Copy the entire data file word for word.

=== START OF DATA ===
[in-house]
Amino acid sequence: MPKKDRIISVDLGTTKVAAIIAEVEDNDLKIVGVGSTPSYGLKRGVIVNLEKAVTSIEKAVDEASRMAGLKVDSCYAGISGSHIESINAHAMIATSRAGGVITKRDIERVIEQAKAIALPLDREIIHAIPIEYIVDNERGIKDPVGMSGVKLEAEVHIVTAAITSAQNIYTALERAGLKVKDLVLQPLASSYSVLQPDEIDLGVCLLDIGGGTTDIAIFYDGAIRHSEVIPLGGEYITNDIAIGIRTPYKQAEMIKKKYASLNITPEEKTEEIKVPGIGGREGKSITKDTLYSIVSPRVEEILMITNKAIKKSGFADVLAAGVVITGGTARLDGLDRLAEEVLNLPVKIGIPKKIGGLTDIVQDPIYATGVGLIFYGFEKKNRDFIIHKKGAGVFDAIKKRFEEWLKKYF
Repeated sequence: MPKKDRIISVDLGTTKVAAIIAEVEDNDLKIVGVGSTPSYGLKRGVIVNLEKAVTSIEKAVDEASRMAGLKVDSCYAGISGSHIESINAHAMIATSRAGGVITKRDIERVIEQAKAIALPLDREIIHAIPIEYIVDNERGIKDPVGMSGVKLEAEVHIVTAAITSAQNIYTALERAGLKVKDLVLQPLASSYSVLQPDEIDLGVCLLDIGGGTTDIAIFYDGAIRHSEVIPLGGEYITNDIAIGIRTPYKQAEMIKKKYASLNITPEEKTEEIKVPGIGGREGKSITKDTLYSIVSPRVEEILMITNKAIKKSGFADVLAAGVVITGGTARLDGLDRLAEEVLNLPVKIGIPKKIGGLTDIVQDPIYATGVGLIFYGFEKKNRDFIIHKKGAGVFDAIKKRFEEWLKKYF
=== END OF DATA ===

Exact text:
[in-house]
Amino acid sequence: MPKKDRIISVDLGTTKVAAIIAEVEDNDLKIVGVGSTPSYGLKRGVIVNLEKAVTSIEKAVDEASRMAGLKVDSCYAGISGSHIESINAHAMIATSRAGGVITKRDIERVIEQAKAIALPLDREIIHAIPIEYIVDNERGIKDPVGMSGVKLEAEVHIVTAAITSAQNIYTALERAGLKVKDLVLQPLASSYSVLQPDEIDLGVCLLDIGGGTTDIAIFYDGAIRHSEVIPLGGEYITNDIAIGIRTPYKQAEMIKKKYASLNITPEEKTEEIKVPGIGGREGKSITKDTLYSIVSPRVEEILMITNKAIKKSGFADVLAAGVVITGGTARLDGLDRLAEEVLNLPVKIGIPKKIGGLTDIVQDPIYATGVGLIFYGFEKKNRDFIIHKKGAGVFDAIKKRFEEWLKKYF
Repeated sequence: MPKKDRIISVDLGTTKVAAIIAEVEDNDLKIVGVGSTPSYGLKRGVIVNLEKAVTSIEKAVDEASRMAGLKVDSCYAGISGSHIESINAHAMIATSRAGGVITKRDIERVIEQAKAIALPLDREIIHAIPIEYIVDNERGIKDPVGMSGVKLEAEVHIVTAAITSAQNIYTALERAGLKVKDLVLQPLASSYSVLQPDEIDLGVCLLDIGGGTTDIAIFYDGAIRHSEVIPLGGEYITNDIAIGIRTPYKQAEMIKKKYASLNITPEEKTEEIKVPGIGGREGKSITKDTLYSIVSPRVEEILMITNKAIKKSGFADVLAAGVVITGGTARLDGLDRLAEEVLNLPVKIGIPKKIGGLTDIVQDPIYATGVGLIFYGFEKKNRDFIIHKKGAGVFDAIKKRFEEWLKKYF